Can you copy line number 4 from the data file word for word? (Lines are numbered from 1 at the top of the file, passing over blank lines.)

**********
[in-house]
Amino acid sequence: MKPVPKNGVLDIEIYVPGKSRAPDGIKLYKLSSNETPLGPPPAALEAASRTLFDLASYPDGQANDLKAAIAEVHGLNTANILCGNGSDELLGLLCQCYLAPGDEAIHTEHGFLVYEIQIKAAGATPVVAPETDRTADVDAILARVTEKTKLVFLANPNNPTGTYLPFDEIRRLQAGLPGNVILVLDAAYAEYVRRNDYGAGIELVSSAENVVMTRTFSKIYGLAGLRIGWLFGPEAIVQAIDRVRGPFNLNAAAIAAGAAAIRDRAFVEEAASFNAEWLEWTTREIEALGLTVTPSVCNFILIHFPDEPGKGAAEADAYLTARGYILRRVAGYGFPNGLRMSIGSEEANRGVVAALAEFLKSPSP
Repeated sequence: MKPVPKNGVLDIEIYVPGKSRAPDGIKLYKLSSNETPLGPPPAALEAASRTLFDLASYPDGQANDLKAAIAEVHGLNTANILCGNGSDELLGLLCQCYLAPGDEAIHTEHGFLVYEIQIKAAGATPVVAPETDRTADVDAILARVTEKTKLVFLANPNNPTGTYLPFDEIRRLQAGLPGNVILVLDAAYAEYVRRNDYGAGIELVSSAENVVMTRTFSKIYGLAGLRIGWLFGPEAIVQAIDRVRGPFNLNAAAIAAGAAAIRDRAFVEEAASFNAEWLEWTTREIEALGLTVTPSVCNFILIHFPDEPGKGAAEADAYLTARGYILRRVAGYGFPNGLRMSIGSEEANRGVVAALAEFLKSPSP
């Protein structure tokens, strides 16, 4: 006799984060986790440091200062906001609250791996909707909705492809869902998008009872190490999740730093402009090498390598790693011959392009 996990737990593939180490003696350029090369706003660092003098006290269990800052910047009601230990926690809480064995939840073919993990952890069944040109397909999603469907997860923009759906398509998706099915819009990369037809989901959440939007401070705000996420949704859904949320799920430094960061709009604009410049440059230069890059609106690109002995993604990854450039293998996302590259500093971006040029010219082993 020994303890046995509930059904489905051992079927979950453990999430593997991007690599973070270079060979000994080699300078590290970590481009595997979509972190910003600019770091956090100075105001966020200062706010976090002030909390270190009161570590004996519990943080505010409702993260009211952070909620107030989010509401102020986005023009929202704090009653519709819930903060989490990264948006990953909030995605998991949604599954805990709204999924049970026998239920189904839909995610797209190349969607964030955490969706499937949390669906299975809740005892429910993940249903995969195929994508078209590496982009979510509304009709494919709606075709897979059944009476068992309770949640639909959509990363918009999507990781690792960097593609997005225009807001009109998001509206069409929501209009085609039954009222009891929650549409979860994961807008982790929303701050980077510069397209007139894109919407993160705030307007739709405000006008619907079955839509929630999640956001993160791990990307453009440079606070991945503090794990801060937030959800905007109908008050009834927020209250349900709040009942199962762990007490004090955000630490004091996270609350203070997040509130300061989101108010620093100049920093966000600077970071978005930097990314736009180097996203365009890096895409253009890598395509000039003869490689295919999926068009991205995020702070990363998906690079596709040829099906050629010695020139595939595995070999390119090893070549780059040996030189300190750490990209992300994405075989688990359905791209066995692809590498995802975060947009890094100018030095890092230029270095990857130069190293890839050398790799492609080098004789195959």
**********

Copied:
């Protein structure tokens, strides 16, 4: 006799984060986790440091200062906001609250791996909707909705492809869902998008009872190490999740730093402009090498390598790693011959392009 996990737990593939180490003696350029090369706003660092003098006290269990800052910047009601230990926690809480064995939840073919993990952890069944040109397909999603469907997860923009759906398509998706099915819009990369037809989901959440939007401070705000996420949704859904949320799920430094960061709009604009410049440059230069890059609106690109002995993604990854450039293998996302590259500093971006040029010219082993 020994303890046995509930059904489905051992079927979950453990999430593997991007690599973070270079060979000994080699300078590290970590481009595997979509972190910003600019770091956090100075105001966020200062706010976090002030909390270190009161570590004996519990943080505010409702993260009211952070909620107030989010509401102020986005023009929202704090009653519709819930903060989490990264948006990953909030995605998991949604599954805990709204999924049970026998239920189904839909995610797209190349969607964030955490969706499937949390669906299975809740005892429910993940249903995969195929994508078209590496982009979510509304009709494919709606075709897979059944009476068992309770949640639909959509990363918009999507990781690792960097593609997005225009807001009109998001509206069409929501209009085609039954009222009891929650549409979860994961807008982790929303701050980077510069397209007139894109919407993160705030307007739709405000006008619907079955839509929630999640956001993160791990990307453009440079606070991945503090794990801060937030959800905007109908008050009834927020209250349900709040009942199962762990007490004090955000630490004091996270609350203070997040509130300061989101108010620093100049920093966000600077970071978005930097990314736009180097996203365009890096895409253009890598395509000039003869490689295919999926068009991205995020702070990363998906690079596709040829099906050629010695020139595939595995070999390119090893070549780059040996030189300190750490990209992300994405075989688990359905791209066995692809590498995802975060947009890094100018030095890092230029270095990857130069190293890839050398790799492609080098004789195959």